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The Quantified Self: Using Tech To Become More Efficient

“Know thyself,” Socrates insisted. He’d have had a ball with cloud-based apps and services that churn out every statistic and graph we can possibly imagine about our health, routines, computer use, finances, and travels. And he’d surely laud the power users who use this data to modify or “hack” their behavior and effect positive changes in their day-to-day lives. Have you ever used to save money or run around with an activity tracker like Fitbit or the Nike+ Fuelband? If so, you’re already part of the Quantified Self movement.

It’s natural to think about self-improvement through technology, particularly in the afterglow of New Year’s Resolution-making time. Maybe you’ve installed Gympact to motivate you to stick to your workout regimen, or are getting competitive with fitness apps like Strava.

But what if your goal is a little more professional in nature? Perhaps you just want to save a little time each day, become a more reliable communicator and collaborator, or provide more constructive feedback as a manager. The same cloud-based technologies that grant us access to insightful, idiosyncratic personal data can give us tools for the enterprise and the home office as well.

Quantifying Performance

If we make it so, many of our work behaviors can be measured, analyzed, and improved. Of course, the easiest-to-use tools require little to no active input from users while passively tracking our routines.

tenXer is a software platform that pulls individual usage data from a slew of tools that many knowledge workers use everyday like Gmail, calendars, Twitter, and even GitHub (a popular tool for software developers). It pulls the data into easily-digestible charts that show everything from how many lines of code were written to how many hours were spent in meetings and writing emails. Each work output carries productivity weight. Managers can compare the productivity stats of their teams and provide positive feedback for personal bests, in an attempt to turn improvement into a game.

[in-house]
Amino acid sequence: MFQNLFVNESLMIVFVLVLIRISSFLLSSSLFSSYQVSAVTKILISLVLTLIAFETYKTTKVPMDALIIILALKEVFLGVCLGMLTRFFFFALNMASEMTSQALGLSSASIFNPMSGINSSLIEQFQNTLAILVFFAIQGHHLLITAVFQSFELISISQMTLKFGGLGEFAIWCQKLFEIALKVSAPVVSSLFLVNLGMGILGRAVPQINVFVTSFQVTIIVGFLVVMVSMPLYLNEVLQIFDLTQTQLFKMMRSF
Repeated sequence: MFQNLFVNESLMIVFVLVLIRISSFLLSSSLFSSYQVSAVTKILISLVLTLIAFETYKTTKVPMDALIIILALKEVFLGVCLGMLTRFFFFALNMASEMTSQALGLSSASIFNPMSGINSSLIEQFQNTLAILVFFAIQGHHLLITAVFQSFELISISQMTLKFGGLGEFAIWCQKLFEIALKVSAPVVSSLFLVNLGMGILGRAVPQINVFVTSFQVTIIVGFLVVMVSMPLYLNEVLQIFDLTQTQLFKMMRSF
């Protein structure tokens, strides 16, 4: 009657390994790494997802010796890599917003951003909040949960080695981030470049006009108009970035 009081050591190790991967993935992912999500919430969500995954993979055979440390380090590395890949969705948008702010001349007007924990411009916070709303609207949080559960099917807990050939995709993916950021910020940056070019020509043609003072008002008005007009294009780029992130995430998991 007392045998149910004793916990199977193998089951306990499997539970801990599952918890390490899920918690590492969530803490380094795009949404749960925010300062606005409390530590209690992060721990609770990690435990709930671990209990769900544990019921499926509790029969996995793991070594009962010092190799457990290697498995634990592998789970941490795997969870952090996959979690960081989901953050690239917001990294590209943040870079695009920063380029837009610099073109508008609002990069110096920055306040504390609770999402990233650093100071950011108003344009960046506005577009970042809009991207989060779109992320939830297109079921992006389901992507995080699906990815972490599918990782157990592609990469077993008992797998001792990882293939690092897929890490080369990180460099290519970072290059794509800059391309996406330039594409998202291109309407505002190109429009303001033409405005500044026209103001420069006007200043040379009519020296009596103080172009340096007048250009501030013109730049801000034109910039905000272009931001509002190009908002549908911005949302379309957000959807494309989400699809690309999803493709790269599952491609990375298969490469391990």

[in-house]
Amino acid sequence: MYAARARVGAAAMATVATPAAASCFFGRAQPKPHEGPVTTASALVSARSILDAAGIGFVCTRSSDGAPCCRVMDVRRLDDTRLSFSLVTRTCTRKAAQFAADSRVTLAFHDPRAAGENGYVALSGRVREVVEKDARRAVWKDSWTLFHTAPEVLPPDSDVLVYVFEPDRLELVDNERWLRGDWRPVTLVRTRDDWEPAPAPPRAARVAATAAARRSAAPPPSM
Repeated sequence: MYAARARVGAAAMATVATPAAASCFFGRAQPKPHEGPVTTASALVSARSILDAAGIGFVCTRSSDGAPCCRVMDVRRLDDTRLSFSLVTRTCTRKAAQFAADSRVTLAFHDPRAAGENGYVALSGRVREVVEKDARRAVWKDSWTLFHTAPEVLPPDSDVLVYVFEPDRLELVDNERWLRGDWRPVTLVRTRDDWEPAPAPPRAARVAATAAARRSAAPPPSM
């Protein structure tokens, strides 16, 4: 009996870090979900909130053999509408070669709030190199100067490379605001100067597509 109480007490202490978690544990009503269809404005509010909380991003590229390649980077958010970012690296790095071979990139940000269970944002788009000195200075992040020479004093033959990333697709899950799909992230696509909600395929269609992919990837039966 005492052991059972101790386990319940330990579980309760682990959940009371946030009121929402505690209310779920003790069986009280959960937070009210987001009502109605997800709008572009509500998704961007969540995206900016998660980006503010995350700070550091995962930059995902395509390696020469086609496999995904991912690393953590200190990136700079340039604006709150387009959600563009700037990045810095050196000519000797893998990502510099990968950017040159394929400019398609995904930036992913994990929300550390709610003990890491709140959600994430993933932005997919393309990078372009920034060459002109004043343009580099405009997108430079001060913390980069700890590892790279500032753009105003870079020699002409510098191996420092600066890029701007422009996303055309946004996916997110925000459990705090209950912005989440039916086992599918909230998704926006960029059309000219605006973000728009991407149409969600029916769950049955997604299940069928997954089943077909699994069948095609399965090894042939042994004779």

“Numbers and statistics motivate people to get better at sports and we can use them to get better at our jobs too,” says tenXer CEO Jeff Ma.

But even if you’re not looking to turn your daily grind into a numbers game, you can still glean a lot of data with very little effort from the tools you already use. If you use Gmail, Google Drive or even Google Search (and so very many of us do), you can hone in on some salient facts presented via clean Google-like interfaces. For instance, Account Activity will show you your top search queries and search types, and your most-met contacts for Google Calendar acceptances. Google Apps Script Gmail Meter can tell you anything you want to know about your email behavior, including your top correspondents, response times, word counts, and hourly/daily/weekly patterns. The Spanning Stats Chrome browser extension beautifully visualizes how you use the contents your Google Drive over time.

Admittedly, the idea of interpreting statistics without a very specific set of recommendations for improvement can seem daunting. It isn’t always clear what you’re supposed to do with your personalized set of workflow data. If you’re up for an adventure, maybe you’ll consider a more emergent, artificial intelligence-based approach to time management. Saga is an app for your whole day, not just the time spent in front of the computer. Once you’ve installed it on your smartphone, it will track your location without you opening the app to input your position, and learn what you’re doing in each spot. After some time, you can take a look at your history and see where you go most frequently, but the app also starts to help you become more efficient: it will see that you are going to work, determine there’s a lot of traffic, and recommend a new route without you asking. It might one day tell you that you haven’t been to the grocery store or laundromat in three weeks.

Saga’s trick is looking at your “quantified self” data and telling you what to do with it. It certainly hasn’t reached its full potential yet, but it helps you imagine a future where Google could potentially send you a notification like “When you send your boss emails after 4pm they usually go unanswered except on Mondays. Email him before noon for the highest response rate. Oh, and don’t forget to include the attachment this time.”

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